by Structured Settlement Watchdog
Lynne M Kizis, President of the New Jersey Association for Justice has written an endorsement of Canadian structured settlement factoring company Strategic Capital in which the amount of the $3,000.00 financial contribution to NJAJ plays a prominent role. A Business Partner of the New Jersey Association which pays $3,000.00 annually is considered a Copper Partner and each and every member of NJAJ is made aware of business partners' financial contributions.
Strategic Capital is one of the many companies in the structured settlement secondary market whose value proposition is to pay pennies on the dollar in
exchange for the hard earned future periodic payments that New Jersey trial lawyers have fought for their clients to receive. The Lynn Kizis letter is a disgrace and embarrassment, in my opinion, and appears to demonstrate that the New Jersey Association for Justice is more concerned about getting a few thousand dollars in the door from a company in an unregulated industry that has no licensing standard or meaningful regulation of sales practices that have proven harmful to consumers all across the country.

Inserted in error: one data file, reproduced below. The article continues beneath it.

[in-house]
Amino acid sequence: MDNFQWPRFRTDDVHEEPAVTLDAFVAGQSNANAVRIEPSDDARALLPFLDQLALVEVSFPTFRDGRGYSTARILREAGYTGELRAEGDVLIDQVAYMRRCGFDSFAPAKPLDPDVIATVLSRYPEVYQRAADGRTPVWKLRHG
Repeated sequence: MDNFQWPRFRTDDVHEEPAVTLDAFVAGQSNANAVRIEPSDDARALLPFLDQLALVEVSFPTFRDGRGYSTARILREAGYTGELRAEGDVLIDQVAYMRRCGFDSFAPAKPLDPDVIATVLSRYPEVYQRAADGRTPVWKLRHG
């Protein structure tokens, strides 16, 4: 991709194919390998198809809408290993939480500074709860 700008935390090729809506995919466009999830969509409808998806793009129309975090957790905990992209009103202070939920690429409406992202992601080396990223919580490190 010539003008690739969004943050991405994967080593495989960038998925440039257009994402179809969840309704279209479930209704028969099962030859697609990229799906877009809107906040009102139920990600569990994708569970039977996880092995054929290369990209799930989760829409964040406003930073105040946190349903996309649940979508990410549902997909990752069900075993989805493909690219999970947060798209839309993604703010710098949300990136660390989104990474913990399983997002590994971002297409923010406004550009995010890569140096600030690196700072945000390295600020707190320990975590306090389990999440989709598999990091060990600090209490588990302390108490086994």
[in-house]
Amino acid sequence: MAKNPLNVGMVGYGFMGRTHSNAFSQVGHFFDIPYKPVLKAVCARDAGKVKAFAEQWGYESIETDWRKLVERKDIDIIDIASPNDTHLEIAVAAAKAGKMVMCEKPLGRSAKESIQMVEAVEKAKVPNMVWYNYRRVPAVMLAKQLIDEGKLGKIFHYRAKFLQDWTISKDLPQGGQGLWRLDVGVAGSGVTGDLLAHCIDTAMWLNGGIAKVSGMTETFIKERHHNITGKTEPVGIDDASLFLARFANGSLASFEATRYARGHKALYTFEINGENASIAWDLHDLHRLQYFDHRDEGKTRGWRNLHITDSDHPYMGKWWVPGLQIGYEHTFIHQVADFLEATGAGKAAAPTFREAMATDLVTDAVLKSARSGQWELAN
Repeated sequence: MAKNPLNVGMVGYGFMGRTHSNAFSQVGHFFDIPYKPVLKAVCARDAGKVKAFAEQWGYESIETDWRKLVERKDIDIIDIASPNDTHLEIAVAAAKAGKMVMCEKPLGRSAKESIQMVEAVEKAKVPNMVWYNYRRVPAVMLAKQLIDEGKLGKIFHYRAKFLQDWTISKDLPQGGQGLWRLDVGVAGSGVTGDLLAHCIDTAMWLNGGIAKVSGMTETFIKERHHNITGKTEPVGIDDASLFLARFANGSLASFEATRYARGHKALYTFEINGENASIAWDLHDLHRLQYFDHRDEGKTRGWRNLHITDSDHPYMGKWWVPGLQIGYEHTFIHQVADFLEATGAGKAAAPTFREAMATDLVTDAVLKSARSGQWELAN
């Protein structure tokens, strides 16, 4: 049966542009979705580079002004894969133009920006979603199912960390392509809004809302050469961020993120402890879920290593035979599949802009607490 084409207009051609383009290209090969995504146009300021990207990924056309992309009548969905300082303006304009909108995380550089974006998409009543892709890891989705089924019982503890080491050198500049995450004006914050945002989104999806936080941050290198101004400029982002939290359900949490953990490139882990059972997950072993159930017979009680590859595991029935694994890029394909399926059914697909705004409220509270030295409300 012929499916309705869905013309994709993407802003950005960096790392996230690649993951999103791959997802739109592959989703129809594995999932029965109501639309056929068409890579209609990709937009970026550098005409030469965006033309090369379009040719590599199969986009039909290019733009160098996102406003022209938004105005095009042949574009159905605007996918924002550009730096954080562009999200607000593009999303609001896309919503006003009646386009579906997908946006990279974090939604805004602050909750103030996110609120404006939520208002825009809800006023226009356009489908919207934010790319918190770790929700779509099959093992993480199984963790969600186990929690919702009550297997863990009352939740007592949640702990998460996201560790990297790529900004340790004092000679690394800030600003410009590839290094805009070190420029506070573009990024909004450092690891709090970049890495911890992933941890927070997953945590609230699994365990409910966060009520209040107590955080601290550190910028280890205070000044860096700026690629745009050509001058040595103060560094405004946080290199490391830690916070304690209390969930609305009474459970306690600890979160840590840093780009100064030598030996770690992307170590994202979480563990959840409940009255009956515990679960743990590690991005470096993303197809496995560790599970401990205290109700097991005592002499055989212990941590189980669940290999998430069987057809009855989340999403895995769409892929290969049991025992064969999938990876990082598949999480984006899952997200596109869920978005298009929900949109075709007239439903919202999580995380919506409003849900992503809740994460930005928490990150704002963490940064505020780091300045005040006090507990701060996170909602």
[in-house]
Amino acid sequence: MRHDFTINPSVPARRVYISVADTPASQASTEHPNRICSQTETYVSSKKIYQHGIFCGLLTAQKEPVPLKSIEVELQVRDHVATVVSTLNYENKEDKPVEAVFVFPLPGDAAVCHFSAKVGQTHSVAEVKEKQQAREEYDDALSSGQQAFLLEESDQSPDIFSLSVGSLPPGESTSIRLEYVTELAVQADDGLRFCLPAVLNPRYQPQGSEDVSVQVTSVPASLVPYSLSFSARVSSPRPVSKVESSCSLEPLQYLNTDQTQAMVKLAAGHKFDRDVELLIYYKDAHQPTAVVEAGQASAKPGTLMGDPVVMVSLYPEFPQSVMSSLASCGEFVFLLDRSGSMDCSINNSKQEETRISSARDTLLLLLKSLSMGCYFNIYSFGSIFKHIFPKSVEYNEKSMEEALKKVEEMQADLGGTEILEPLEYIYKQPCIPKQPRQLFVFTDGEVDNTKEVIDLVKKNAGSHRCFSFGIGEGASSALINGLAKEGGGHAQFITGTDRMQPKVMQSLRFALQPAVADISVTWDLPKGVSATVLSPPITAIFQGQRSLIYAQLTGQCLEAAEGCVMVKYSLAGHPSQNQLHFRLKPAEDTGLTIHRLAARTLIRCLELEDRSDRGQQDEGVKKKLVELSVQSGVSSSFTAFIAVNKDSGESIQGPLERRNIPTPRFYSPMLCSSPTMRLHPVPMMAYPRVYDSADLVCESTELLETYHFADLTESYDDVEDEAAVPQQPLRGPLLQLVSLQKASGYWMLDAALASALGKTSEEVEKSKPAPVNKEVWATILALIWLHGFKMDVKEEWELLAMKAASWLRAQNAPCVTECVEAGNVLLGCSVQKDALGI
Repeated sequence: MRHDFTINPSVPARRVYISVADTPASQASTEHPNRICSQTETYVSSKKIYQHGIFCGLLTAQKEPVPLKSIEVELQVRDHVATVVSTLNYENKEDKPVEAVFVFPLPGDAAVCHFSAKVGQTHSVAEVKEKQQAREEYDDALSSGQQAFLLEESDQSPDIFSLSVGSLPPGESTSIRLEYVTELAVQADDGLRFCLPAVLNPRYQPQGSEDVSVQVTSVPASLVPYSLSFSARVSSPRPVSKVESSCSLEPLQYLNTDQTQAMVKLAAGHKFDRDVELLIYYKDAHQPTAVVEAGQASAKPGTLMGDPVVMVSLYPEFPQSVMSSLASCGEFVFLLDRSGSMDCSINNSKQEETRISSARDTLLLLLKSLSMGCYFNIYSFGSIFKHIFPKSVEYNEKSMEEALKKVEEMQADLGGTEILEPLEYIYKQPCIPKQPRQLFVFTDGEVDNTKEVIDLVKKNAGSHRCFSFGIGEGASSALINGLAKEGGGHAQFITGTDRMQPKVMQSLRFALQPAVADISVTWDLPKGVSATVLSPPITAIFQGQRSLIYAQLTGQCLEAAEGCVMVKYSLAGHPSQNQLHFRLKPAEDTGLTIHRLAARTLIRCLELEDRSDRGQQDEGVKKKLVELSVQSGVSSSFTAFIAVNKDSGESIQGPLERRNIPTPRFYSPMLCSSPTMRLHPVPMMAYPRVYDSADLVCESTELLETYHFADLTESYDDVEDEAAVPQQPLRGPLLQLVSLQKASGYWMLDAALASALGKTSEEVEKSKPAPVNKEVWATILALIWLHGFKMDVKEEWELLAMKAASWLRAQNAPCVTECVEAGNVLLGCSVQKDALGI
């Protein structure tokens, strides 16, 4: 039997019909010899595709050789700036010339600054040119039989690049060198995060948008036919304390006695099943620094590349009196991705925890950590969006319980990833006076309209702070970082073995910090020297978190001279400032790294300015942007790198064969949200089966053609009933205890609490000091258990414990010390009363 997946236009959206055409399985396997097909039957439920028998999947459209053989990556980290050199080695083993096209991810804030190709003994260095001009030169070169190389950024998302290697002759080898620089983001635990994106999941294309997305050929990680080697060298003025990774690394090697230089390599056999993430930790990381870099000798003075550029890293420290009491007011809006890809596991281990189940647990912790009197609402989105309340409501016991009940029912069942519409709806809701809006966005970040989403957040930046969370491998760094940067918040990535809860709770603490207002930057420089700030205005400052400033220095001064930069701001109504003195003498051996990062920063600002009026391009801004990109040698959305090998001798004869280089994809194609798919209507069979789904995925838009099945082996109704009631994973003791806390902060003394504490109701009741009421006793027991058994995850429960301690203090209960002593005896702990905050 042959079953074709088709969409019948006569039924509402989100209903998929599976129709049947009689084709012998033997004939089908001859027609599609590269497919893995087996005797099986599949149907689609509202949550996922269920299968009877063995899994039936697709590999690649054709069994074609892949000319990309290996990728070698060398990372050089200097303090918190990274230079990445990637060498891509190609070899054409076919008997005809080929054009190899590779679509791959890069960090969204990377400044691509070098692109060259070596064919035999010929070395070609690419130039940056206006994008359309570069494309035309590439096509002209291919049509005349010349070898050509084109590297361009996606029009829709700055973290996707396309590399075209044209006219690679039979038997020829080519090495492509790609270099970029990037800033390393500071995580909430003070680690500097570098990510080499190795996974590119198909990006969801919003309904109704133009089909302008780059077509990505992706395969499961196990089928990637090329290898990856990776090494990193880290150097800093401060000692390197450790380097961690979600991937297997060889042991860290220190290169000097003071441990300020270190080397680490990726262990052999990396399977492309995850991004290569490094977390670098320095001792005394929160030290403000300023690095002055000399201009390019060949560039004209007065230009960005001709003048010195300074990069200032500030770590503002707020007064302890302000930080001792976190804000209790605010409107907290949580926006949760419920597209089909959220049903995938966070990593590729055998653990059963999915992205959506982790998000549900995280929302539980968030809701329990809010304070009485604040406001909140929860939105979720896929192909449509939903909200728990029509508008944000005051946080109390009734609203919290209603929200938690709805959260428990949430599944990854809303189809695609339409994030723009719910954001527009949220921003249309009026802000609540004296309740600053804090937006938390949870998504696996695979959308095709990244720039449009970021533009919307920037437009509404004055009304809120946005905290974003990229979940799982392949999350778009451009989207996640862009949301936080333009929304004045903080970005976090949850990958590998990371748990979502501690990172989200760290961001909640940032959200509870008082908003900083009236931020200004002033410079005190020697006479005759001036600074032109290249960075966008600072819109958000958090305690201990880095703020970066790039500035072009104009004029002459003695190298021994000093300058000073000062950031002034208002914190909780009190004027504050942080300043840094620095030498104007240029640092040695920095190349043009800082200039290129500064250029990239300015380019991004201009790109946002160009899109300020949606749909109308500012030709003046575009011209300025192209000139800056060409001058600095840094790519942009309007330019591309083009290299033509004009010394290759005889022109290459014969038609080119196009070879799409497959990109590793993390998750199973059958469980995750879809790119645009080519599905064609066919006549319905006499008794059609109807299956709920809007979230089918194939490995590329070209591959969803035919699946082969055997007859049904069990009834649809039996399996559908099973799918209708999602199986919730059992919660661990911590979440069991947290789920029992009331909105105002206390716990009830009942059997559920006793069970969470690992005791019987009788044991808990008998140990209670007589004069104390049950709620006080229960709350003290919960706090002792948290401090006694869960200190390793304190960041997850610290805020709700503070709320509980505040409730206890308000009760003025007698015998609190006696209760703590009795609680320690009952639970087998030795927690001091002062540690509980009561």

Is Taking Financial Inducements For Endorsements Of Structured Settlement Factoring Companies Consistent With NJAJ Mission?
Should members of NJAJ be aware of national news stories that have appeared in the Washington Post about annuitants and investors in structured settlement payments rights who have been screwed?
NJAJ says in its advertising that it is dedicated to preserving justice for all and protecting people’s rights by working to strengthen the laws for safer products and workplaces, a cleaner environment and quality health care. A Pennsylvania retired couple invested just under $153,000 of retirement money with a New Jersey company in a factored structured settlement payment stream and lost it all because of a fraud in the origination of the deal for which the New Jersey company was brokering. Yes lost it all. The New Jersey company inaccurately marketed the investment as an annuity and it was clear that transactional risk was never discussed in the marketing hype. [ see Deposed Parties in Wall v Altium Group LLC Misrepresented the Nature of What Retirees Were Buying Multiple Times]
Then there was a case in March 2019 where the Superior Court in Morris County overturned a transfer where a 20 year old NJ resident was solicited by a Philadelphia factoring company and induced to sign papers to transfer payments for someone who was the midst of what was described as a "full blown psychotic episode" and was hospitalized.
Bad Optics for Trial Lawyer Associations
The Consumer Attorneys of California recently issued a similar endorsement letter which will be covered in a separate post.